At a glance: Indonesia

'Letter to a friend' campaign promotes healthy pregnancies in Indonesia

By Ahmad Pathoni

TIDORE, Indonesia, 22 July 2010 – Nafisa, 30, lost two of her four children before they turned one year old. They had fever and she took them to the local community health centre. “They could not be saved,” she says. “I was very sad.”

VIDEO: 8 July 2010 - UNICEF correspondent Nina Martinek reports on the 'Letter to a friend' initiative that promotes healthy pregnancies in Indonesia.

 

Nafisa is pregnant again, but this time she has every reason to believe that her baby will be born healthy, because she recently received a written invitation to attend an antenatal clinic in Tidore.

She can’t read, so she took the note to a neighbor who could. It came just in time. A check-up by village midwife Siti Fara revealed that Nafisa had an extremely low red blood cell count – an indication of severe anemia, which could lead to potentially fatal complications during pregnancy.

“So they gave me pills for my blood and asked me to eat a lot of vegetables and fish,” says Nafisa.

‘Respected and honoured’

Ms. Fara and two other health workers are behind a new UNICEF-supported campaign to send formal invitations to pregnant women asking them to come in for ante-natal check-ups. They developed the idea for the ‘Letter to a friend’ campaign at a UNICEF-sponsored workshop in 2008.

UNICEF Image
© UNICEF Indonesia/2010/Purnomo
Midwife Siti Sara monitors Nafsia's pregnancy at a community health centre in Tidore, eastern Indonesia, where UNICEF is promoting innovative ways to lower child mortality and improve maternal health.

The programme is having a significant impact in Tidore, a small island town in the far flung eastern Indonesian archipelago that suffers from a lack of skilled midwives.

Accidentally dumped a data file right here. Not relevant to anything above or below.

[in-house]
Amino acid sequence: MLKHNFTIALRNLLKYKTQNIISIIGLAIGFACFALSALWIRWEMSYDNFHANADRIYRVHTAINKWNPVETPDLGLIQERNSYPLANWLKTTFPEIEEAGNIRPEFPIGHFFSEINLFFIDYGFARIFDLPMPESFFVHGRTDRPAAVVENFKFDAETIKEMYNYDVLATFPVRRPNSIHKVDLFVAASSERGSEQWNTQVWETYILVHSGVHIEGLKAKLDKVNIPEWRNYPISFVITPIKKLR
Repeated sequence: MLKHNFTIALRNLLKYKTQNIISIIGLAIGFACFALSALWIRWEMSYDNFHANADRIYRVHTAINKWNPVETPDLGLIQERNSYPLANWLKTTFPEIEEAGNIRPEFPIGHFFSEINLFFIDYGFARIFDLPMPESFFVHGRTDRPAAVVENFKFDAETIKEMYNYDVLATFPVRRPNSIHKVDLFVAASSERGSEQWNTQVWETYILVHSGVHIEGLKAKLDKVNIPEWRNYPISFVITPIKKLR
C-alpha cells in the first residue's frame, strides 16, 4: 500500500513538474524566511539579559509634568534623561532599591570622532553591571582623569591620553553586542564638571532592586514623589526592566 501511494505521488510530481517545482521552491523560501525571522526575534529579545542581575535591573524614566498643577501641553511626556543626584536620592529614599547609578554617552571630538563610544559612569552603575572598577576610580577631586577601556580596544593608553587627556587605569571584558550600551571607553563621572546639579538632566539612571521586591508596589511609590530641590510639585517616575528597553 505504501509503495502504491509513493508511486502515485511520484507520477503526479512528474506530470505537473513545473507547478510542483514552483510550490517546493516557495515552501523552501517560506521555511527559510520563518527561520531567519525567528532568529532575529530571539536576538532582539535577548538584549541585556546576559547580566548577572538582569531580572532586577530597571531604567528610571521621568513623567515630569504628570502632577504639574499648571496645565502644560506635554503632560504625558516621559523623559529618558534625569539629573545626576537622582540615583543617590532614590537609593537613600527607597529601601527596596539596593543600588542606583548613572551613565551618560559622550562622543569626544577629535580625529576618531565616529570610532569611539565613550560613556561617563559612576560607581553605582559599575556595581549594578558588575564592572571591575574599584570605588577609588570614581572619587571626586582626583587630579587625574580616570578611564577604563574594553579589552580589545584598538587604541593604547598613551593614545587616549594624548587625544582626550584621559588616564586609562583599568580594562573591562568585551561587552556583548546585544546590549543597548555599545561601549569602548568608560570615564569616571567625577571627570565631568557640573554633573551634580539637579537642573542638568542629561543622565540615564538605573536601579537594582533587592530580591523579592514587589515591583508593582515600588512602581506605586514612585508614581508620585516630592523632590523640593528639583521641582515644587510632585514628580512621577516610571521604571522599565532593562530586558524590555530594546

“In our society, people feel respected and honoured when they are invited through a letter,” says the head of the Tidore Kepulauan Health Office, Dr. Harun Konaras, “so it’s an innovative way to encourage women to have pregnancy check-ups.”

Inequalities in maternal health

Almost 20,000 women die from every year in Indonesia from complications relating to pregnancy, the rate is amongst the highest in Asia.

UNICEF Image
© UNICEF Indonesia/2010/Purnomo
After receiving a formal invitation from UNICEF, Nafsia has an antenatal check-up at a community public health centre in Tidore, Indonesia.

And while the latest data show that more than 70 per cent of deliveries in Indonesia are attended by skilled medical practitioners, it also reveals the deep inequalities between provinces. Jakarta has 97 per cent coverage compared to just 33 per cent in the Maluku islands, where Tidore is located.

Tidore Kepulauan’s district officer for maternal and newborn health, Sukma Albanjar, says past reliance on traditional birth attendants, or ‘dukuns’, was also complicating efforts to improve maternal health in remote areas. UNICEF is helping to address that issue.

Under a new local partnership between traditional birth attendants and midwives, dukuns no longer assist delivery directly. Instead, they refer their patients to skilled midwives or doctors. Dukuns also help deliver the ‘Letter to a friend.’

“Through the partnership, deliveries assisted by skilled health workers have reached nearly 100 per cent,” says Ms. Fara, “and so far in my village no mother has died during childbirth.”

Averting needless tragedy

Ms. Albanjar notes that Nafisa’s case highlights how effective a simple idea can be. Without the invitation campaign, she says, “it would be very difficult to reach women like her because there’s a shortage of health workers.”

UNICEF Image
© UNICEF Indonesia/2010/Purnomo
Fahria Mustafa 29, and her daughter Aisha Gurabati village, located in the Maluku islands of Indonesia, where UNICEF's 'Letter to a friend' initiative promotes maternal and young child health.

Meanwhile, Nafisa remains optimistic that her fifth pregnancy will not end in needless tragedy as two others have done.

“I was proud and happy to receive the letter,” she recalls, smiling broadly. “I hope my baby is healthy.”


 

 

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